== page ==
Lancaster Police warning residents to stay clear of bears

BUFFALO, N.Y. (WIVB) – Lancaster Police are getting a surge in calls about a black bear roaming around the town. Police have received enough photos from the public to urge families to keep children inside their homes at night.

State wildlife officials say black bears are multiplying, and young male bears are looking to establish territory of their own. They believe the bears are being drawn from the woods to the fringes of the suburbs for the food sources.

Lancaster Police say these bear photos were taken near Fox Valley Country Club
Lancaster Police say these bear photos were taken near Fox Valley Country Club

“They are going to find that in the form of birdseed, pet food, garbage, returnable containers, barbeque grills, all that stuff,” said Timothy Spierto, a senior wildlife biologist for the State Department of Environmental Conservation.

A photo Lancaster Police shared of a young black bear in a tree was taken along Stutzman Road, in the Bowmansville section of Lancaster, Tuesday night.

Thursday night, Lancaster Police posted photos of the bear spotted near Fox Valley Country Club.

“All the police came and they said there was a bear in my yard, and they had flashlights and guns, and they said they could not shoot him,” said Stutzman Road resident Beverly Kaufman.

She says before the bear got into her backyard, it actually came face-to-face with her neighbor, an elderly widow who is visually impaired, on her back porch.

Kaufman said because of her neighbor’s impairment she did not immediately recognize her visitor was a bear, “and when she went to let her dog out, the bear was on the steps of her porch. I think apparently she had been feeding the ducks and he came for the bread.”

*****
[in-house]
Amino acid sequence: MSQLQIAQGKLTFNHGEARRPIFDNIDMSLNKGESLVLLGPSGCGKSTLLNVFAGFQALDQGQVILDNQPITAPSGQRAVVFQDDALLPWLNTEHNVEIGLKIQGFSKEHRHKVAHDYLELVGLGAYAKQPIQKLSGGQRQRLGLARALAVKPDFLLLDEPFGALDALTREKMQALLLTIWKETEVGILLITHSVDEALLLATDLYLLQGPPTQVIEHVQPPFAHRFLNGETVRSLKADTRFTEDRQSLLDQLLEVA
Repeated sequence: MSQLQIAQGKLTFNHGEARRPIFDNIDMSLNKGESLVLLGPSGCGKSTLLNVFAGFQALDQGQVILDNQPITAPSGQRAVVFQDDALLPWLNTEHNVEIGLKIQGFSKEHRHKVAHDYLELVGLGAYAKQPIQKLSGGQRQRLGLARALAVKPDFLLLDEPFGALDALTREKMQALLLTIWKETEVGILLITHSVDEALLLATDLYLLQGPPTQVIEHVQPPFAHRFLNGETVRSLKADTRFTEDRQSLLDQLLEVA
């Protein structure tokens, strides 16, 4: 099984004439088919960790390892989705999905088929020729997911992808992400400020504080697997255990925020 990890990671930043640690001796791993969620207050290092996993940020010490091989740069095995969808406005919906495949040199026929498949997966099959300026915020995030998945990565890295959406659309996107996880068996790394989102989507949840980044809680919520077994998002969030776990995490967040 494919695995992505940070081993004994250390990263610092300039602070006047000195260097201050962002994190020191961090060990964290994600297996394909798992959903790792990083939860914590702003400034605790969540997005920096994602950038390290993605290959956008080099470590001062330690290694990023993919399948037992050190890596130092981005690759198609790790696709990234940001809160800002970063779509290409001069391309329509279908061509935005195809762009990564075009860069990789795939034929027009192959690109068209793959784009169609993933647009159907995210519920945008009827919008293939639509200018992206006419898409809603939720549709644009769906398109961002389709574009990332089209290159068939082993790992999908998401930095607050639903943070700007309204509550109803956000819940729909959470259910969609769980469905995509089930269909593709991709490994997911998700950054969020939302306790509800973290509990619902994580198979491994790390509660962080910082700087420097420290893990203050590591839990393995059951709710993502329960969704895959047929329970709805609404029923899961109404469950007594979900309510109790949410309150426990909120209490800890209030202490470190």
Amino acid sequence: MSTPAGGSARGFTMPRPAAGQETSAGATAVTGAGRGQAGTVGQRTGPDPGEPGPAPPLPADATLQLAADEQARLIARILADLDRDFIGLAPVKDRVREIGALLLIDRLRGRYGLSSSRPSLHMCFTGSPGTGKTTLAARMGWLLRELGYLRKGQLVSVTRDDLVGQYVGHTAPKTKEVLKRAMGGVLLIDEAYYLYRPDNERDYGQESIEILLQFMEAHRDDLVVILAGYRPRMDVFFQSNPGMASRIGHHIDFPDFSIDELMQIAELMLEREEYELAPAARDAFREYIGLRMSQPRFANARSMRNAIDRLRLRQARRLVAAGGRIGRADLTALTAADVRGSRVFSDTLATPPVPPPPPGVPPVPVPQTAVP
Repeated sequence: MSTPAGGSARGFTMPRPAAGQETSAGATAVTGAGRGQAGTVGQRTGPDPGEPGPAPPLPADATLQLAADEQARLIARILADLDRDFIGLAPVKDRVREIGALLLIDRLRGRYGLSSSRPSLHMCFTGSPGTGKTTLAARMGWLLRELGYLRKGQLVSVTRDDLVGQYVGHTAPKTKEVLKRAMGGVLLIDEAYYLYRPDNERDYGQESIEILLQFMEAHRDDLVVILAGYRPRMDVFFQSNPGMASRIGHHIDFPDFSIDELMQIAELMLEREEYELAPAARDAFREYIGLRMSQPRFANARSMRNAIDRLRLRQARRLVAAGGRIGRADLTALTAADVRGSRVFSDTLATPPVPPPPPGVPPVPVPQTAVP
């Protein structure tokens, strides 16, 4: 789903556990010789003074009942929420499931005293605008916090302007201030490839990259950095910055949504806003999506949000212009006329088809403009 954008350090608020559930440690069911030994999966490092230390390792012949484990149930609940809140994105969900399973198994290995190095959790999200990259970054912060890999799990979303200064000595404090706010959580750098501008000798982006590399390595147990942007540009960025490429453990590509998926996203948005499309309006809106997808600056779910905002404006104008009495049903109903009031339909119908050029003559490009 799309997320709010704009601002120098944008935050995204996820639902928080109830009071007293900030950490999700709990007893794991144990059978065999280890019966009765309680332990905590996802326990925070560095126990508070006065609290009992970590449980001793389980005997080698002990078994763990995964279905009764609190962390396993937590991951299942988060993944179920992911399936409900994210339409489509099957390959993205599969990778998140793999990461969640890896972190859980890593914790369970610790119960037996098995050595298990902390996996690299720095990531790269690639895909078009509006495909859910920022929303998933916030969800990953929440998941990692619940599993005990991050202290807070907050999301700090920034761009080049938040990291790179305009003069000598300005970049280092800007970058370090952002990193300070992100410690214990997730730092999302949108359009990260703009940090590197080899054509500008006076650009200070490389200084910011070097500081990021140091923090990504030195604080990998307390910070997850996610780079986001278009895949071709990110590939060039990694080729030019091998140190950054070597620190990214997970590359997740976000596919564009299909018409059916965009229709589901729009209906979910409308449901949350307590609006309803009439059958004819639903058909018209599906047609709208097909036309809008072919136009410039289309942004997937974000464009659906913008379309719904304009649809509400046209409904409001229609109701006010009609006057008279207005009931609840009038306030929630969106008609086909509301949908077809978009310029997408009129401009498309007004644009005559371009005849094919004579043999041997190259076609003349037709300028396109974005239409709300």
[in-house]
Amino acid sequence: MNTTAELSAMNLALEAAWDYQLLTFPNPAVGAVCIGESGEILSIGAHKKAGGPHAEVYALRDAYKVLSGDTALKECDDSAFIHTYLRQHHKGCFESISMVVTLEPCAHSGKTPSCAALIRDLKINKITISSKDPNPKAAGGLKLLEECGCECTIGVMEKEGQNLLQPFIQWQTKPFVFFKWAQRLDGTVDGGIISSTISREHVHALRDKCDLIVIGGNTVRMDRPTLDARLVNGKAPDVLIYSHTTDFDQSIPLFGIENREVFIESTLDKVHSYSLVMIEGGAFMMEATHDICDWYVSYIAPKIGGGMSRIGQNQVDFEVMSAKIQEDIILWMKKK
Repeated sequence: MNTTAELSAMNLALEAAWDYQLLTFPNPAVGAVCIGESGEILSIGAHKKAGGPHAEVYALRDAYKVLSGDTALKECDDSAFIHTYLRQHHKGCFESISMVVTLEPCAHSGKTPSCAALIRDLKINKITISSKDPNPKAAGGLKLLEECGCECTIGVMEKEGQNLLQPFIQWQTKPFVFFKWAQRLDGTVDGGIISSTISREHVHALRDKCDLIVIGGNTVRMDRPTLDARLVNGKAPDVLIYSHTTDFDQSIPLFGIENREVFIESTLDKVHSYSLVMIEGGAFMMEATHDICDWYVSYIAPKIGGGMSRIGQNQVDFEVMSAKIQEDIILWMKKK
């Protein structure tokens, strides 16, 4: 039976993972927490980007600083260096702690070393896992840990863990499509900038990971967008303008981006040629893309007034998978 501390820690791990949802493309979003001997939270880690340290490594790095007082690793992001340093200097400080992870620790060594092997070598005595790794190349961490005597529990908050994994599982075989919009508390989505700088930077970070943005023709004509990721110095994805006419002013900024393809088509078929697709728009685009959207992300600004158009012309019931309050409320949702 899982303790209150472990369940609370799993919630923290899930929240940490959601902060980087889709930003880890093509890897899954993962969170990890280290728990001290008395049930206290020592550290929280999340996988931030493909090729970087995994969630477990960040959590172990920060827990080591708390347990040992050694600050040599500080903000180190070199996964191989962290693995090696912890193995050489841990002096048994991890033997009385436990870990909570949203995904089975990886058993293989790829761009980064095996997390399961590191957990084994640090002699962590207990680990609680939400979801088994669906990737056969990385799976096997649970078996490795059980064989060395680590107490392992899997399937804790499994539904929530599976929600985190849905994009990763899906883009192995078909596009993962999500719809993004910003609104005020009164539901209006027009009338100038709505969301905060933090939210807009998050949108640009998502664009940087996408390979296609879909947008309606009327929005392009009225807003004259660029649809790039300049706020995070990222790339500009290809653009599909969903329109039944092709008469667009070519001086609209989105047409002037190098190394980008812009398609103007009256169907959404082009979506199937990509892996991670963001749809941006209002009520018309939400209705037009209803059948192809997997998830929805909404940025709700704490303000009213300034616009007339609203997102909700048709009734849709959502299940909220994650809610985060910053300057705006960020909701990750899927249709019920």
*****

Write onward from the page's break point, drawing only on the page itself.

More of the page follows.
After the back porch confrontation, Kaufman explained the bear cut through her neighbor’s, broke through an electric fence separating the yards, then he scooted across Kaufman’s backyard, and police cornered the bear in one of her tall trees.

Spierto insists black bears are timid and try to avoid human contact, but warns if you see one, you should still and keep your distance.

“They are a wild animal; they are not meant to be approached. They are powerful and they are very fast. Enjoy the fact that we get to have bears in Western New York, here in the wild.”

Wildlife officials’ advice to people who come across black bears: the best way to keep one of these animals at bay is to make a lot of noise.

Unless the bear becomes agitated or aggressive, police prefer to shoo them away, rather than shoot them, or bring them down with tranquilizer darts.

In neighborhoods where bears are spotted, Lancaster officials are urging residents to keep children and pets inside, and call Lancaster Police at 683-2800. provides commenting to allow for constructive discussion on the stories we cover. In order to comment here, you acknowledge you have read and agreed to our Terms of Service. Commenters who violate these terms, including use of vulgar language or racial slurs, will be banned. Please be respectful of the opinions of others. If you see an inappropriate comment, please flag it for our moderators to review. Note: Comments containing links are not allowed.

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